Everything about this astonishing, just-plain-satisfying film feels like a revelation. Bone-deep subversive yet universal, dripping with a quiet dread yet also beautiful and beautifully wise.
An ultra-low-budget marvel, a perspective on societal disruption and disorder as everyday precariousness comes for those previously sheltered from it. Barely speculative, maybe terrifyingly prescient.
An electrifying work of high-wire cinematic theater, a one-take, one-location wonder. Documentary-esque but even more immediate, simultaneously intimate and explosive. Stephen Graham is glorious.
The deep, honest emotion undercutting the performative toxic masculinity of these young men is beyond charming and vitally essential, but the melodramatic randomness of the plot ultimately lost me.
Monumental. Villeneuve tells a familiar story with uncommon elegance and pensiveness, even dreaminess, on a breathtaking scale. A stunningly gorgeous, supremely dignified movie about ugly things.
In the era of COVID and Brexit, much of this overstuffed adventure feels redundant, farcical, inconsequential, and desperate. But Ana de Armas and Lashana Lynch show us the way to a future for 007.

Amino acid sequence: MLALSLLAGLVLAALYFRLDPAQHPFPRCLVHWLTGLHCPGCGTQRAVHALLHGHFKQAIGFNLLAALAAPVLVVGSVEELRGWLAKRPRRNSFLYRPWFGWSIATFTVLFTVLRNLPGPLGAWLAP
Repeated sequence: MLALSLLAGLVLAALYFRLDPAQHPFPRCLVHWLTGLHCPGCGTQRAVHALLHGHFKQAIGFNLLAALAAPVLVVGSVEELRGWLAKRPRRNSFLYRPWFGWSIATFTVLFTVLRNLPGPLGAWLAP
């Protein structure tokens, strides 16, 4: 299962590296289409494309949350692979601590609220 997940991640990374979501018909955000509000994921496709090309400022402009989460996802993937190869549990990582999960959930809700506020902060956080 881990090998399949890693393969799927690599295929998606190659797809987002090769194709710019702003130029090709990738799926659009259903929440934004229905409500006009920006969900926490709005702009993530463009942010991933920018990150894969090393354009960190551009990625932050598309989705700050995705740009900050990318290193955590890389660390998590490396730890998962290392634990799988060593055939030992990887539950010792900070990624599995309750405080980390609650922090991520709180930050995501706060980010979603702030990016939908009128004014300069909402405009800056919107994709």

Ambiguous, introspective, thoughtful. As weirdly uncomfortable as horror should be, and rarely is, as it examines how these movies can infect us. Niamh Algar is terrific, and deeply empathetic.
The performances are terrific, the evocation of the period striking, but it feels redundant, more GoodFellas-lite than The Sopranos, and with several TV seasons’ worth of story crammed in.
Grim, mysterious, and unsettling, never more so than when it is quiet and still. But a brutality lurks below its calm, slick surface. Oscar Isaac’s performance is a work of astonishing minimalism.
Tragic anti-romance uses cinematic conventions and the presumptions of fiction to disorient us. Bursts the bubble of a certain kind of movie delusion to highlight a harsh reality of women’s lives.